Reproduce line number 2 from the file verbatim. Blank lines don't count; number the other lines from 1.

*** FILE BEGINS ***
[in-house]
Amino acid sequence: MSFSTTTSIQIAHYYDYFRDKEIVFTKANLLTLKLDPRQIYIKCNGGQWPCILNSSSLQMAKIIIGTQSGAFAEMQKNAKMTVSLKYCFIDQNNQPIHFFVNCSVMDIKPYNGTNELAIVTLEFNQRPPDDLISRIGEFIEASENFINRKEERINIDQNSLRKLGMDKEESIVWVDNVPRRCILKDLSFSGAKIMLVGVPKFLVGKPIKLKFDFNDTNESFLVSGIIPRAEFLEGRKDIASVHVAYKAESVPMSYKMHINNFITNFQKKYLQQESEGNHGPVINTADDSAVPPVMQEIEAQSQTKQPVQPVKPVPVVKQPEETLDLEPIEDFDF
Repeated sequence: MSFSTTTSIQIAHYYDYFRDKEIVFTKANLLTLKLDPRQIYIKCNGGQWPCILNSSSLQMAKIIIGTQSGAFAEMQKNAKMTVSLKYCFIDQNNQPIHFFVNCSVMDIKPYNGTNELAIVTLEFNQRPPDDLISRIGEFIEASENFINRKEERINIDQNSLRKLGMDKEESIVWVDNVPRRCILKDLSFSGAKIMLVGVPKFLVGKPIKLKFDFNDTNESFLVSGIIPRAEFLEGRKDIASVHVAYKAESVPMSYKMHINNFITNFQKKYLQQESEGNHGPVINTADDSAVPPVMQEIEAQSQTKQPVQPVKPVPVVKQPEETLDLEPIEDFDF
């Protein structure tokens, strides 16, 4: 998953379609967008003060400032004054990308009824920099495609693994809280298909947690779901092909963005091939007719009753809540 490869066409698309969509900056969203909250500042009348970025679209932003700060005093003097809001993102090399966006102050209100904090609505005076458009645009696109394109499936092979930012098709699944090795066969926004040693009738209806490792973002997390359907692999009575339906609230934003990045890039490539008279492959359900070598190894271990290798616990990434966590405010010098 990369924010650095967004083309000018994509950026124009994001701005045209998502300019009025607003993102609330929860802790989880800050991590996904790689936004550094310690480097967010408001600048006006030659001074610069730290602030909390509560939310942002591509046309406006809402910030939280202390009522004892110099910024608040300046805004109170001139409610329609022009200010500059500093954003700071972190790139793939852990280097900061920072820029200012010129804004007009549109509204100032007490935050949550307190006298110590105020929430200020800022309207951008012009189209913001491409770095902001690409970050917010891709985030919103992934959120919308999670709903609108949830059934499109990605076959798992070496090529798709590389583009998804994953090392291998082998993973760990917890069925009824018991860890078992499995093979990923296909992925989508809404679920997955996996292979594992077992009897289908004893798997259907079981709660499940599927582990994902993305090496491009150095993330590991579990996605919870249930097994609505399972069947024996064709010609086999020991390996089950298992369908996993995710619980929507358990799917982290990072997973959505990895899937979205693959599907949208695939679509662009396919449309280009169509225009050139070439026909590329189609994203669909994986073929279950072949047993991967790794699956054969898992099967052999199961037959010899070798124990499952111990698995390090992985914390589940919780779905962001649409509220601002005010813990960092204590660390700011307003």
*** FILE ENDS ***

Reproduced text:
Amino acid sequence: MSFSTTTSIQIAHYYDYFRDKEIVFTKANLLTLKLDPRQIYIKCNGGQWPCILNSSSLQMAKIIIGTQSGAFAEMQKNAKMTVSLKYCFIDQNNQPIHFFVNCSVMDIKPYNGTNELAIVTLEFNQRPPDDLISRIGEFIEASENFINRKEERINIDQNSLRKLGMDKEESIVWVDNVPRRCILKDLSFSGAKIMLVGVPKFLVGKPIKLKFDFNDTNESFLVSGIIPRAEFLEGRKDIASVHVAYKAESVPMSYKMHINNFITNFQKKYLQQESEGNHGPVINTADDSAVPPVMQEIEAQSQTKQPVQPVKPVPVVKQPEETLDLEPIEDFDF